where we are now to what we want."
In the past, Florida's development has been disjointed, an
accumulation of decisions about small pieces of land, with-
out regard for the whole. LUCIS shows the cumulative effect
of those decisions and how future land use decisions can make
things better or worse.
It's difficult to arrive at a "common land ethic," Zwick
acknowledges. One reason might be many residents don't con-
sider Florida home. One of his goals is to use LUCIS to encourage
Florida's diverse populations to discuss land use and arrive at a
shared vision for the future.
"LUCIS can help us visualize the future we want," Zwick says.
"Researching that future may require some tough choices; but if
we can identify a common goal, we're halfway there."
Florida Tomorrow is a day
when education of future professionals in design, construction
and planning are linked in global partnerships.
To Preserve the Past
In UF's College of Design, Construction and Planning, a sturdy
suitcase and a passport are as important to success as textbooks
and art supplies.
Mane Vogler discovered that when she embarked on graduate
studies in architecture and historic preservation. Her class work
took her to Nantucket Island, Mexico and Italy. The off-campus
programs allow students to learn in actual "living" laboratories,
while helping the guest communities care for historic buildings.
Preservation Institute: Nantucket has been training students for
35 years. The island has more than 800 structures that predate the
Civil War, providing an unmatched historic backdrop for studies of
planning and design.
During Vogler's studies, students worked on an affordable hous-
ing project. Nantucket's isolation 30 miles off the coast of Cape
Cod, Mass. makes it an expensive place to live and also makes
it difficult for islanders to find laborers for carpentry and painting
jobs. Students explored the idea of converting an apartment com-
plex into low-cost housing for workers prior to tourist season, then
renting it to tourists once the season arrived.
Preservation Institute: Caribbean took Vogler and classmates to
Mexico. In Mexico City, they learned how residents migrated out of
the historic city center and how the city is trying to lure them back.
In Guadalajara, the students faced a challenge transportation of
water they hadn't faced in any projects in the United States.
Vogler's favorite trip was to the Vicenza Institute of Architecture
in Italy. The satellite learning program is run by a rotating staff of
UF professors and combines the latest in architectural design with
Renaissance architecture and history. There Vogler could combine
her studies of architecture and historic preservation.
"In Venice, you could see the old buildings and how they had
fallen apart, and how they were being put back together," she says.
As an undergraduate, Vogler was prepared for her foreign
travels with short-term studies in Charleston, S.C., Savannah,
Ga., and St. Augustine. Since then, she also studied in Tampa's
historic neighborhoods, returned to Mexico to study at a World
Heritage site and took a trip west to hurricane-ravaged New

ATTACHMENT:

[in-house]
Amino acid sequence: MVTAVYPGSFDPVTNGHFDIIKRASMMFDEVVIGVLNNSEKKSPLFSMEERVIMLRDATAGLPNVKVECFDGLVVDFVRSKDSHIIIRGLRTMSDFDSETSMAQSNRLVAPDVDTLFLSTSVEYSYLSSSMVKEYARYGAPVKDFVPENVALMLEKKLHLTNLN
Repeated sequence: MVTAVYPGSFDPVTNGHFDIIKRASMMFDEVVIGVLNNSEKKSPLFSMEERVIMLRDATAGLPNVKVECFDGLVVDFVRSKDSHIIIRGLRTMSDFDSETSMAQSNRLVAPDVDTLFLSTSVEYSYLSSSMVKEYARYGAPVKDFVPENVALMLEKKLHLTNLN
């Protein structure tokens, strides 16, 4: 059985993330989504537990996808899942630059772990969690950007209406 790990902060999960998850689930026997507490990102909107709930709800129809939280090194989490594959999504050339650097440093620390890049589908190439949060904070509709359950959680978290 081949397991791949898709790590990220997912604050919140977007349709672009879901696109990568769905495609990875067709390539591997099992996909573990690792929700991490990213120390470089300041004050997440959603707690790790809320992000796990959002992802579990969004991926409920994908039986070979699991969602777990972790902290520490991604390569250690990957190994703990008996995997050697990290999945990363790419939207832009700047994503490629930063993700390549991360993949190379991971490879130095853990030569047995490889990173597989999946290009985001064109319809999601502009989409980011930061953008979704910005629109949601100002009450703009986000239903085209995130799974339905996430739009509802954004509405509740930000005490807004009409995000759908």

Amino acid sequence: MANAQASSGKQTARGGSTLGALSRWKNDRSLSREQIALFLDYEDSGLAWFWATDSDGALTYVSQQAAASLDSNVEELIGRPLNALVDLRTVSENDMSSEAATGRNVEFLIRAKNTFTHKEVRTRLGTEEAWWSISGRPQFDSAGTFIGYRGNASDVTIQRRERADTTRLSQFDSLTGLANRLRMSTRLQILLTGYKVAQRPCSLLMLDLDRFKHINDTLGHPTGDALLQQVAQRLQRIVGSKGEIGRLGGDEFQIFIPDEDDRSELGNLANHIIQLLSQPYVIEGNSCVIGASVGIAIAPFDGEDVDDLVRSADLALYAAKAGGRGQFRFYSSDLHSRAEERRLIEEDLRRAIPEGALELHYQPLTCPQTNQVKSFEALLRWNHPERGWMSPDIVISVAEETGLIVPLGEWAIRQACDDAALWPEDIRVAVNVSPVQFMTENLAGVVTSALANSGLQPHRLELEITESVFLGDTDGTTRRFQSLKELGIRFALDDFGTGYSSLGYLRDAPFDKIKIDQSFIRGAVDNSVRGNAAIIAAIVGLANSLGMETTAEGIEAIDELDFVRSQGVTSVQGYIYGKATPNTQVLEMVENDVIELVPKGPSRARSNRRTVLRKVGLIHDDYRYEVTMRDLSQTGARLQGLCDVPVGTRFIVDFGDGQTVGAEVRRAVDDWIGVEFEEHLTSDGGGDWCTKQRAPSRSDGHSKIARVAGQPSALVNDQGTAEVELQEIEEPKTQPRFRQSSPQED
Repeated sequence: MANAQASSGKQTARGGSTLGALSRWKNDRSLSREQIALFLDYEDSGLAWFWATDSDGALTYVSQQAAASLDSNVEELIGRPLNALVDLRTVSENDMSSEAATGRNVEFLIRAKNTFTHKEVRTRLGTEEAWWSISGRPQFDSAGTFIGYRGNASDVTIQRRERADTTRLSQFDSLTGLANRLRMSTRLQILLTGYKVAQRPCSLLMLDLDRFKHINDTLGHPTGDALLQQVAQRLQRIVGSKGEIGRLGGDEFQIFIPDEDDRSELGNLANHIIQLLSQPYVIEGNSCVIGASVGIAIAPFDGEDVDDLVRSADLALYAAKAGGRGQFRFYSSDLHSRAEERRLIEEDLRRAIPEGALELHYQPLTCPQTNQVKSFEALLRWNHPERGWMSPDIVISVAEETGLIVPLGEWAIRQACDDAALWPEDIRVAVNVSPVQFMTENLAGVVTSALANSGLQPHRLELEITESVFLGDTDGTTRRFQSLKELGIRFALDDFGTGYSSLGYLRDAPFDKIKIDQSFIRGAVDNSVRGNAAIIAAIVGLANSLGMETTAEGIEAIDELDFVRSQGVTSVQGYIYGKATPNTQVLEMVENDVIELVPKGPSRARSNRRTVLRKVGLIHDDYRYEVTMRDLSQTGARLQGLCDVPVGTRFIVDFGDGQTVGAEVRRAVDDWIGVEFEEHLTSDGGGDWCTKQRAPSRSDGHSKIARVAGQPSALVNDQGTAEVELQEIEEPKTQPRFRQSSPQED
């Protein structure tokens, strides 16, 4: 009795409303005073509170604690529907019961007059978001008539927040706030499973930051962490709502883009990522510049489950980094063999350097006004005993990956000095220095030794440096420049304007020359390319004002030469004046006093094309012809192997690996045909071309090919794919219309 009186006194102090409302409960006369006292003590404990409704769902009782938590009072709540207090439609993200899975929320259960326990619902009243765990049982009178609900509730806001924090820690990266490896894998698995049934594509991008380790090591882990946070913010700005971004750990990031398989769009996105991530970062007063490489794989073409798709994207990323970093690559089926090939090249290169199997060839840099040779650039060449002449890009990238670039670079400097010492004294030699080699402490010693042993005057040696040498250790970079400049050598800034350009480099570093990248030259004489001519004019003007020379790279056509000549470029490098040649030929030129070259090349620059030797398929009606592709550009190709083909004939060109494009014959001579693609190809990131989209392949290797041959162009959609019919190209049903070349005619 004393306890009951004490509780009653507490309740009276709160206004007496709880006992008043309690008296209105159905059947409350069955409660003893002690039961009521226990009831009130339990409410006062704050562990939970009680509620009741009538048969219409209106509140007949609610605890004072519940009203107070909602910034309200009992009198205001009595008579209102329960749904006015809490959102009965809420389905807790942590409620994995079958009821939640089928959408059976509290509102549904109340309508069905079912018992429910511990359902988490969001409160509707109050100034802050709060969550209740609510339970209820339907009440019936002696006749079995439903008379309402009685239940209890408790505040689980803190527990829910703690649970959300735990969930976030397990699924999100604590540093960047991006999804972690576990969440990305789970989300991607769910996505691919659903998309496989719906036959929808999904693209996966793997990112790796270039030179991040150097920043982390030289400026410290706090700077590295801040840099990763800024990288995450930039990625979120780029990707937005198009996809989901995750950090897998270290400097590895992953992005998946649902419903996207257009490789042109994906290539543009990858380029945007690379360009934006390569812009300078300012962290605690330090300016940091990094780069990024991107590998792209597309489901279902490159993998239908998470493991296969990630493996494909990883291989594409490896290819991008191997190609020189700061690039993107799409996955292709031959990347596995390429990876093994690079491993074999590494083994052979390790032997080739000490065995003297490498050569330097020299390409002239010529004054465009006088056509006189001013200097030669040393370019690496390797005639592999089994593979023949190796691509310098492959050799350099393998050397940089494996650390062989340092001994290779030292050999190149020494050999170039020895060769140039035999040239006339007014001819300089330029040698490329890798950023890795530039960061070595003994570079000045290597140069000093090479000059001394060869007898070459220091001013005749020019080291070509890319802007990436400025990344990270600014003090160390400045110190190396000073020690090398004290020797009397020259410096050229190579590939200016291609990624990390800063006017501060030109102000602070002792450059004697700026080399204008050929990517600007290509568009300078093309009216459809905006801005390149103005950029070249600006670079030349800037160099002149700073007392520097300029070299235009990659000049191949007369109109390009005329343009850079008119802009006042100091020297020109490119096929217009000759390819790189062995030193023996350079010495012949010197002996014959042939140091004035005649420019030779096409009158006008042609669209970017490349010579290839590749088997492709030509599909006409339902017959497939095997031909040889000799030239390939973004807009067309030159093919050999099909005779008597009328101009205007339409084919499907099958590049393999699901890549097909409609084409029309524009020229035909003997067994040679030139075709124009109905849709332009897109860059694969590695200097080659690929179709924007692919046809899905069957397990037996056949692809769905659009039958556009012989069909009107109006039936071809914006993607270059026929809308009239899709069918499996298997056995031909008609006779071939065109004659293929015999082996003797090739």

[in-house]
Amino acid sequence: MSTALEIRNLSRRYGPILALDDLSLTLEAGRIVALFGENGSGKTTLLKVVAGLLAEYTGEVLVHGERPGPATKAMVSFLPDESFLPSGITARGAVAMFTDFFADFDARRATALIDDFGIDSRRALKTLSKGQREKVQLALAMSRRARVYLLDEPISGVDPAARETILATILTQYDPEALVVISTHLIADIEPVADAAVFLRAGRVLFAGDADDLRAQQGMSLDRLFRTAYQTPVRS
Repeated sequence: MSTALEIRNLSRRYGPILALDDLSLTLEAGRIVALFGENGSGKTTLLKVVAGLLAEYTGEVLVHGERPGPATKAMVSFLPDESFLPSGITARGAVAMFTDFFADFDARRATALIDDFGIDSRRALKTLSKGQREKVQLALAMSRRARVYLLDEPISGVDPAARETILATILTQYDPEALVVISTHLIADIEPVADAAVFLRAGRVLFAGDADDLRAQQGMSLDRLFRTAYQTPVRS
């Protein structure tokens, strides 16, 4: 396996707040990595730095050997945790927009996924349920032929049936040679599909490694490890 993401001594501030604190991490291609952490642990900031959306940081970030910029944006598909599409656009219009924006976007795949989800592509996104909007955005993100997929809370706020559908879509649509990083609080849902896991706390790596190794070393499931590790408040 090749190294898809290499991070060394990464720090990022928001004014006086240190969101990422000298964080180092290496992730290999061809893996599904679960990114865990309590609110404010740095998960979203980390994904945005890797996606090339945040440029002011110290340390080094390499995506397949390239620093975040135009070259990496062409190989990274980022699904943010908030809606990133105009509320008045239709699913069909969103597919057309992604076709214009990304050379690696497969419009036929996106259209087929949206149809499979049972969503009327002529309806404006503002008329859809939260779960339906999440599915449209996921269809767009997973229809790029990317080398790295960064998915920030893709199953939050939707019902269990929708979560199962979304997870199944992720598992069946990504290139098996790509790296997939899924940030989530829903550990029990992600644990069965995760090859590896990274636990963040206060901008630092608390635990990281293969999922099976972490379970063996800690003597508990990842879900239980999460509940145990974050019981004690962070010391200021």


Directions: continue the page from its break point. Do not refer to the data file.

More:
Orleans, where she and classmates documented architectural
styles and materials in the Ninth Ward.
Those experiences, Vogler says, helped her appreciate historic
preservation and understand her role. She hopes to find a job in
a city with a rich history. And, no doubt, she'll keep her pass-
4 ftI- * 4f i
Florida Tomorrow is a belief ...
that sustainability is the essence of great design and meaningful
interventions in our built and natural environments.
Knowledge and Training
The worlds of architects and builders often intersect, and at that
intersection you'll find Domenic Scorpio.
Scorpio found training in both architecture and building con-
struction in the University of Florida's College of Design,
Construction and Planning and turned his blend of the two pro-
fessions into a successful partnership with Gainesville's PPI
He started as an undergraduate heading for a career in archi-
tecture. When he changed course upon entering graduate
school, the college accommodated him. As a builder, he says, he
draws on both disciplines.
"Having the architecture background made it much easier to
read, understand and interpret 2-dimensional blueprints into
3-dimensional buildings," says Scorpio, who received his bach-
elor's degree in architecture in 1994 and master's in building
construction in 1998.
"A lot of what we do as builders is in the preconstruction or
planning phase, working with architects, engineers and owners.
With my architectural background, I can offer so much more," he
says. "As a builder, my role is not to critique design but to make
suggestions that can save money without impacting the design.
Having a degree in architecture allows me to better understand the
His studies prepared him well for the world of building con-
struction. In architecture, studio work is the main method for
delivering education. In the first four studios, Scorpio says, the
work is somewhat abstract. Four more studios follow as students
get more deeply into the architecture curriculum. All are intense
"For the first four studios, you are engaged artistically in an
abstract fashion," he explains. "You won't hear the word'door' or
'window,' nothing related to a real building. And once you're in a